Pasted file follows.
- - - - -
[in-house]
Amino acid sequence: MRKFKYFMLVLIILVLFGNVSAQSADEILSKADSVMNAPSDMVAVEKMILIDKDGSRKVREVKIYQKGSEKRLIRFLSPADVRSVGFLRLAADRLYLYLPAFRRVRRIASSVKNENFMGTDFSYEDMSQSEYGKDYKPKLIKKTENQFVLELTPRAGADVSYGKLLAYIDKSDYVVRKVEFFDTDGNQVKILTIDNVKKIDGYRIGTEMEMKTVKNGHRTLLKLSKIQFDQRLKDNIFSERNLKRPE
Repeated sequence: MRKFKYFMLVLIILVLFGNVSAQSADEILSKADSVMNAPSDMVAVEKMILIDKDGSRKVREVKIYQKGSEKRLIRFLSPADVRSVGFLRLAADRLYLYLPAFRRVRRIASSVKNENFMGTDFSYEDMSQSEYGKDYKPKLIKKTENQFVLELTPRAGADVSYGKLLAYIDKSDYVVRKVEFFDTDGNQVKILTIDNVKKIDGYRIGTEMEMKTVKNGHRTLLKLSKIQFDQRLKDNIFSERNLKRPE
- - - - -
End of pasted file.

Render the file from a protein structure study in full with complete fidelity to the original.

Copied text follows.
[in-house]
Amino acid sequence: MRKFKYFMLVLIILVLFGNVSAQSADEILSKADSVMNAPSDMVAVEKMILIDKDGSRKVREVKIYQKGSEKRLIRFLSPADVRSVGFLRLAADRLYLYLPAFRRVRRIASSVKNENFMGTDFSYEDMSQSEYGKDYKPKLIKKTENQFVLELTPRAGADVSYGKLLAYIDKSDYVVRKVEFFDTDGNQVKILTIDNVKKIDGYRIGTEMEMKTVKNGHRTLLKLSKIQFDQRLKDNIFSERNLKRPE
Repeated sequence: MRKFKYFMLVLIILVLFGNVSAQSADEILSKADSVMNAPSDMVAVEKMILIDKDGSRKVREVKIYQKGSEKRLIRFLSPADVRSVGFLRLAADRLYLYLPAFRRVRRIASSVKNENFMGTDFSYEDMSQSEYGKDYKPKLIKKTENQFVLELTPRAGADVSYGKLLAYIDKSDYVVRKVEFFDTDGNQVKILTIDNVKKIDGYRIGTEMEMKTVKNGHRTLLKLSKIQFDQRLKDNIFSERNLKRPE